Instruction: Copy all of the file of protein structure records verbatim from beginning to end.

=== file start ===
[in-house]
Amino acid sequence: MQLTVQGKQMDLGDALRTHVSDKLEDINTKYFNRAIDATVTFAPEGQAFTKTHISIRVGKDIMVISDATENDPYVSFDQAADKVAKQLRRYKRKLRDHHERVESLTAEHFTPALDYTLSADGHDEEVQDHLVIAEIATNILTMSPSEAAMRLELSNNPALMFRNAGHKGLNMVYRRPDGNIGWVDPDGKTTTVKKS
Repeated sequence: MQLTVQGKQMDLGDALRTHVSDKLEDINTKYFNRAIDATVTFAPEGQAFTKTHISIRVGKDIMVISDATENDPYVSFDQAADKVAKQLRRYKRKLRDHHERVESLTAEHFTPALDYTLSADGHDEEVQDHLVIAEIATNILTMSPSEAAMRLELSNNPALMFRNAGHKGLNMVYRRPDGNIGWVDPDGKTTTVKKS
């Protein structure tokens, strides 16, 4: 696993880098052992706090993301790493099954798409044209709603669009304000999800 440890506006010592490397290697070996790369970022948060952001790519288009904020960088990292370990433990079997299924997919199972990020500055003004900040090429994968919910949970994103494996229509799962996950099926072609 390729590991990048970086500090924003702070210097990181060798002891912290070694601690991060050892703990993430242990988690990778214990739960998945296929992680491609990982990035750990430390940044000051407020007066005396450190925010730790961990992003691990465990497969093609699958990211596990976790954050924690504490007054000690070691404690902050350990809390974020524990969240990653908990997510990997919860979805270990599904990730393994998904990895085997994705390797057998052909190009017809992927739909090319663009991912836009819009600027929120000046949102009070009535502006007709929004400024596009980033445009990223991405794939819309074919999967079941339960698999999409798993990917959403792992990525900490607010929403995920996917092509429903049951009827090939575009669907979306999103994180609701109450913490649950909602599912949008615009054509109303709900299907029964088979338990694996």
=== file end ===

[in-house]
Amino acid sequence: MQLTVQGKQMDLGDALRTHVSDKLEDINTKYFNRAIDATVTFAPEGQAFTKTHISIRVGKDIMVISDATENDPYVSFDQAADKVAKQLRRYKRKLRDHHERVESLTAEHFTPALDYTLSADGHDEEVQDHLVIAEIATNILTMSPSEAAMRLELSNNPALMFRNAGHKGLNMVYRRPDGNIGWVDPDGKTTTVKKS
Repeated sequence: MQLTVQGKQMDLGDALRTHVSDKLEDINTKYFNRAIDATVTFAPEGQAFTKTHISIRVGKDIMVISDATENDPYVSFDQAADKVAKQLRRYKRKLRDHHERVESLTAEHFTPALDYTLSADGHDEEVQDHLVIAEIATNILTMSPSEAAMRLELSNNPALMFRNAGHKGLNMVYRRPDGNIGWVDPDGKTTTVKKS
């Protein structure tokens, strides 16, 4: 696993880098052992706090993301790493099954798409044209709603669009304000999800 440890506006010592490397290697070996790369970022948060952001790519288009904020960088990292370990433990079997299924997919199972990020500055003004900040090429994968919910949970994103494996229509799962996950099926072609 390729590991990048970086500090924003702070210097990181060798002891912290070694601690991060050892703990993430242990988690990778214990739960998945296929992680491609990982990035750990430390940044000051407020007066005396450190925010730790961990992003691990465990497969093609699958990211596990976790954050924690504490007054000690070691404690902050350990809390974020524990969240990653908990997510990997919860979805270990599904990730393994998904990895085997994705390797057998052909190009017809992927739909090319663009991912836009819009600027929120000046949102009070009535502006007709929004400024596009980033445009990223991405794939819309074919999967079941339960698999999409798993990917959403792992990525900490607010929403995920996917092509429903049951009827090939575009669907979306999103994180609701109450913490649950909602599912949008615009054509109303709900299907029964088979338990694996």